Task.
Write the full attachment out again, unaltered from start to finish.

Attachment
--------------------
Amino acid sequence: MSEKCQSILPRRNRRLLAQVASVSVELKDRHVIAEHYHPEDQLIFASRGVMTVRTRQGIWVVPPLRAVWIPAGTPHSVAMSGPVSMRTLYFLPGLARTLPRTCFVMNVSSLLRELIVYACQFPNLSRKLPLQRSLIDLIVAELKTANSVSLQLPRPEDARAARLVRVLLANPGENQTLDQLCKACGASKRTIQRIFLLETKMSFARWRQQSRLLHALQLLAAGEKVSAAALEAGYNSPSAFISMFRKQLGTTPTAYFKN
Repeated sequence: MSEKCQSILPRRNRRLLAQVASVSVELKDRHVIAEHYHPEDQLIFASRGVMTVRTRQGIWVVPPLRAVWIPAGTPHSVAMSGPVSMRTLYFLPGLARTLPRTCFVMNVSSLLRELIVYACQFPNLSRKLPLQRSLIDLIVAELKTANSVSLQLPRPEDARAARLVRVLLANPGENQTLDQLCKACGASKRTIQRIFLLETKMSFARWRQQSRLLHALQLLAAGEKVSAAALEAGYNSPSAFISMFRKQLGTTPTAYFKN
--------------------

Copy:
Amino acid sequence: MSEKCQSILPRRNRRLLAQVASVSVELKDRHVIAEHYHPEDQLIFASRGVMTVRTRQGIWVVPPLRAVWIPAGTPHSVAMSGPVSMRTLYFLPGLARTLPRTCFVMNVSSLLRELIVYACQFPNLSRKLPLQRSLIDLIVAELKTANSVSLQLPRPEDARAARLVRVLLANPGENQTLDQLCKACGASKRTIQRIFLLETKMSFARWRQQSRLLHALQLLAAGEKVSAAALEAGYNSPSAFISMFRKQLGTTPTAYFKN
Repeated sequence: MSEKCQSILPRRNRRLLAQVASVSVELKDRHVIAEHYHPEDQLIFASRGVMTVRTRQGIWVVPPLRAVWIPAGTPHSVAMSGPVSMRTLYFLPGLARTLPRTCFVMNVSSLLRELIVYACQFPNLSRKLPLQRSLIDLIVAELKTANSVSLQLPRPEDARAARLVRVLLANPGENQTLDQLCKACGASKRTIQRIFLLETKMSFARWRQQSRLLHALQLLAAGEKVSAAALEAGYNSPSAFISMFRKQLGTTPTAYFKN